I was in the USVI last week and there was chaos at the airport when a flight to JFK was overbooked . They were up to $2,500 and no one was taking. They needed 13 (!) volunteers. That was going to be an expensive trip for American.

Delta has also announced a ceiling of 10K. But these auctions start very low.

I had a friend who booked his entire family on European fligths that almost certainly would be overbooked. They took several free trips to Europe for their efforts.

Bruce said...

"The ceiling is a limit on the authority of the auctioneer.

It's high enough so it will never be reached. It functions as no limit at all."

This is exactly right. It's like those car dealership ads that say "If we can't beat our competitor's price, we'll give you $10000!" I can guarantee you that they have never, ever, paid anyone $10000. It is a statement that sounds dramatic, but that actually promises nothing.

In a group of a couple hundred passengers, there will nearly always be someone willing to be bumped for $1000 or $1500 (and understandably so). They will never get even close to the $10000 limit.

Earnest Prole said...

How long will the whole group hold out, waiting for the offer to get up close to what we know you could get if everyone holds out?

Theoretical human beings would hold out for the whole $10,000. Actual human beings will hold out for a couple hundred dollars more than they would like to put in their pocket, which means the bidding will rarely exceed $1,500 and never go beyond $2,500.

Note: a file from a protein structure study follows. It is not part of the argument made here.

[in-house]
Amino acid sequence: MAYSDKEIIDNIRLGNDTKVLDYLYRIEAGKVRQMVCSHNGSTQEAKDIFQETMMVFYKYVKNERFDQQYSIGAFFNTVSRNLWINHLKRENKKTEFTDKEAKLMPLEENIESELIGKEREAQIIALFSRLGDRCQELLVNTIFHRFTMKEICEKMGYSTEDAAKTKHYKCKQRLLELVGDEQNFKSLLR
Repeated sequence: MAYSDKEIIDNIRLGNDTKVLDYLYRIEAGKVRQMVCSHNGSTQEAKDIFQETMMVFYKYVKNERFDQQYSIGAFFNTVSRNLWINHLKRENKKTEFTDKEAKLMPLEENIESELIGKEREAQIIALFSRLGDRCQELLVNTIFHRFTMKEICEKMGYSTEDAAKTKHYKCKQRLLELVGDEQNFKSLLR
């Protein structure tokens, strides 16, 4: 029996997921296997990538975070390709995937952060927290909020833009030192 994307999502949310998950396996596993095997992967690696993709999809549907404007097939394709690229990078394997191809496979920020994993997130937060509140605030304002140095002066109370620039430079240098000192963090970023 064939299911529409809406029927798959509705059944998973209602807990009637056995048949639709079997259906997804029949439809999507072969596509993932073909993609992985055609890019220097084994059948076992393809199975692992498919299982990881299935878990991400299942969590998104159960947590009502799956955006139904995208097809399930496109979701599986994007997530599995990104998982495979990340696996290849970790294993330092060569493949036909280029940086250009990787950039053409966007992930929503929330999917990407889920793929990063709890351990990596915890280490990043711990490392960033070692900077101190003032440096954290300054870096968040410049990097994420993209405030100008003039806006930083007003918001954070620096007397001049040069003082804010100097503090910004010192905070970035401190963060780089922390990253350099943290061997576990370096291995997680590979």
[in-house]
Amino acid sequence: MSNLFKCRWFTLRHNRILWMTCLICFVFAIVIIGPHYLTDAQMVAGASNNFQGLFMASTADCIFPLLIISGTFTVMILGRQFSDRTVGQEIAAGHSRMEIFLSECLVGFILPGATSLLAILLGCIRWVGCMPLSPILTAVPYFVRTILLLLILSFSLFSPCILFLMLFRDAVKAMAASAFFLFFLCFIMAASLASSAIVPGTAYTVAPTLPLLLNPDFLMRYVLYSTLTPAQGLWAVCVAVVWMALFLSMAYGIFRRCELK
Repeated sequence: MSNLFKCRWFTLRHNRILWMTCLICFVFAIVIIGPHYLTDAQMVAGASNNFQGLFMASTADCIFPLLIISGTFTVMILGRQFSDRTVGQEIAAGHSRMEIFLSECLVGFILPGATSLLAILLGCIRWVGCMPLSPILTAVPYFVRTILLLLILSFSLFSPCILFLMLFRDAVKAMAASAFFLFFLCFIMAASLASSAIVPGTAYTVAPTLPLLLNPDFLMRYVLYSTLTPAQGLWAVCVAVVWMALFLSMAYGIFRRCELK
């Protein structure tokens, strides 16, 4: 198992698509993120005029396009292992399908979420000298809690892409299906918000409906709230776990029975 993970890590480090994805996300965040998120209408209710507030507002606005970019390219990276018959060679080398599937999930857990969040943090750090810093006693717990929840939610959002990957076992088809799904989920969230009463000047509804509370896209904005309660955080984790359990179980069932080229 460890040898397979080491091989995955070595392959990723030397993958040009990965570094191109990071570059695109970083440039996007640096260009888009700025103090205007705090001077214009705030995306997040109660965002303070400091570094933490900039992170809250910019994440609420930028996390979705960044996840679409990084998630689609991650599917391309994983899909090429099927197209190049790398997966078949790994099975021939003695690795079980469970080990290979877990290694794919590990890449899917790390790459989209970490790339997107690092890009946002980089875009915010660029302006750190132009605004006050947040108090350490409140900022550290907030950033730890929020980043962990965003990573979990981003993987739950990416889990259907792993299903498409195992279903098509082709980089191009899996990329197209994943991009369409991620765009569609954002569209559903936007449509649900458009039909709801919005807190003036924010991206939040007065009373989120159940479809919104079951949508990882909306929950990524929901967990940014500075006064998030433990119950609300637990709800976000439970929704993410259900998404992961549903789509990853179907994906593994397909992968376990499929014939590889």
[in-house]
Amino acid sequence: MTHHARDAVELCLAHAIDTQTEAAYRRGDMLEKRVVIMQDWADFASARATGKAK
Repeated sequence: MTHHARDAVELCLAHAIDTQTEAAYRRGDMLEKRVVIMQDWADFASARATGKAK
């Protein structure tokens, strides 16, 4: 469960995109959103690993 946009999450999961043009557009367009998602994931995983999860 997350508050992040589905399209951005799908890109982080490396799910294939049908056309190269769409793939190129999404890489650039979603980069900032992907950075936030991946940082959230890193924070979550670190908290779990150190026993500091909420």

In theory there's no difference between theory and practice.

Unknown said...

It will never go above $1000. It is the prisoner's dilemna in classic form. One person wins $10,000 but only if 100 people don't cheat. But those who don't accept less than $10,000 get nothing.

tim maguire said...

I think a website will track the average buy out and then that average will slowly creep up until it hits about $8,000.

Tom said...

I just got $1,000 from Delta for volunteering.

Earnest Prole said...

It's eye-opening to see highly educated people admit they have no grasp of market economics.

Ann Althouse said...

"There is no "group" because there is no group payout. There is a collection of individuals."

They must hold together as a group to cause the amount to go up. As soon as someone defects, the game is over.

I refer to the group because they have to stick together and behave collectively to bid up the amount, which of course only one person gets.

William said...

I would guess that the bidding would seldom get past the $1000-$2000 range, max. Lots of people will be happy to take a bump at that point.

Original Mike said...

"They must hold together as a group to cause the amount to go up. As soon as someone defects, the game is over."

Yeah, no kidding. With all due respect, that's why they'll never get near $10k.

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Kirk Parker said...

I have a completely different take on this.

There aren't enough commercial flights that depart from private airports to make a difference, right? (I suspect the number is actually zero.)

This should give the government enough authority to simply legislate that overbooking is contrary to public policy, and that any person bumped from a flight from which they had a confirmed, paid seat has a rebuttable presumption of breach-of-contract against the carrier.